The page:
In modern American politics, there is no moral high ground. Earlier this month, it was confirmed by Senate candidate Cal Cunningham that he had an extramarital affair that included sexually suggestive texts with a business partner. This came to light with less than six weeks until the general election in one of the tightest U.S. Senate races in 2020. While we may not be surprised, it is still disappointing.
In America, it has become the norm that high-profile politicians and candidates are continually accused of sexual and moral misconduct. With candidates on either side of the aisle at fault, there is no monopoly on virtue. While the candidates on the right have been spewing bigoted rhetoric and more, the candidates on the left are no better. Neither Republicans nor Democrats can claim to have more honor than the other.
If the North Carolina Democratic Party continues to support Cal Cunningham despite his blatant transgressions, it cannot continue to sling mud at the president without becoming somewhat hypocritical. Despite this lack of morals on either side, this is not an argument that all of American politics is morally corrupt therefore there are no obvious candidates and policies to support. Rather, we must look at candidates' records and see if they stay true to their principles.
Historically, leaders that have done the most to progress society have also been racist, xenophobic and more. President Lyndon B. Johnson was a flagrant racist, yet he still progressed the civil rights movement more than any candidate on the ballot in 2020. Martin Luther King Jr. is one of the most important figures in American history, yet he allegedly had affairs with up to 40 women. Although we find these acts to be reprehensible, Martin Luther King Jr. and Lyndon B. Johnson are both still viewed favorably for their role in the progression of American society.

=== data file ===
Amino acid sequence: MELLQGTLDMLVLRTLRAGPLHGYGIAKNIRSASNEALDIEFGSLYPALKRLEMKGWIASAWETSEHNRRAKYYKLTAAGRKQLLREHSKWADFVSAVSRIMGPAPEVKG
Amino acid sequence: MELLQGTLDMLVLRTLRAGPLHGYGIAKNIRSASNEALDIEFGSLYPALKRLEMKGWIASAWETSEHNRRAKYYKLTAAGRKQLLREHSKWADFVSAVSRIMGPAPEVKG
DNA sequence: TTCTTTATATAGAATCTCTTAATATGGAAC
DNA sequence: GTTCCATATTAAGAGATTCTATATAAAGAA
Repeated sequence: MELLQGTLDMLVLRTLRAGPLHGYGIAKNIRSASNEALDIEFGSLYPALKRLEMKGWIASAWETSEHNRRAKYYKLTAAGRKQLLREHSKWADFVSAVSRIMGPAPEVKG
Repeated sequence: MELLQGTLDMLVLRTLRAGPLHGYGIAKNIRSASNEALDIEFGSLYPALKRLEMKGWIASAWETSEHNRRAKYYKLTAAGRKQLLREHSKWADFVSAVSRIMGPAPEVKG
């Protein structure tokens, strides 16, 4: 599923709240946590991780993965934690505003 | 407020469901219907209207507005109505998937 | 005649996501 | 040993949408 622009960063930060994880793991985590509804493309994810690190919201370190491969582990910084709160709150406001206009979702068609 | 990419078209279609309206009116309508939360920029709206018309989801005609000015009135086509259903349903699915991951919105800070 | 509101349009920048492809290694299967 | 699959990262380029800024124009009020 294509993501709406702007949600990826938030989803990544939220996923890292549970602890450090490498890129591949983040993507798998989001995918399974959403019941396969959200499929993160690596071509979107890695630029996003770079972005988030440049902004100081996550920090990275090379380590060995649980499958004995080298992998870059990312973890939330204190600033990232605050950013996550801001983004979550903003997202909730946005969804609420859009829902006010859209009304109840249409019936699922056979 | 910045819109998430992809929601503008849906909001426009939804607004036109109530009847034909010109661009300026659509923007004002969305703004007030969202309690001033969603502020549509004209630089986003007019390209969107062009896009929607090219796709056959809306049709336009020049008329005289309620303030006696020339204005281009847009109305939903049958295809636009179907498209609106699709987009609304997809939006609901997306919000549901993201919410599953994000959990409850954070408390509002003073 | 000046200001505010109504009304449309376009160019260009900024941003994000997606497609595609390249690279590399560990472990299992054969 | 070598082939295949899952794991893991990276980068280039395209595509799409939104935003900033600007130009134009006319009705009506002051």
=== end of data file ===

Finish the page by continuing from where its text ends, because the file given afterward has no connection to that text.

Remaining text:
As voting starts this month, we must learn to understand the difference between candidates’ professional and private lives. As long as politicians do not violate the law, their personal lives remain civil issues. Domestic disputes in politicians’ lives are irrelevant unless they commit criminal acts or these issues prevent them from being able to fulfill the duties of their office. Research candidates on the ballot and do your due diligence as a citizen. You can go to the North Carolina State Board of Elections’ voter search tool and find your sample ballot.
In 2020, when we vote, we cannot simply use ethics as the determining factor because our emotions can be misguided. This is not to say that ethics should not be a guiding principle, but it shouldn’t be our only one. All politicians are human and are prone to mistakes; this does not mean that they aren’t able to do good in the world. Ask yourself, “Does this candidate I am voting for have a history of supporting the policies I believe in?” If the answer is yes and they have not committed egregious criminal acts then why would you not vote for them?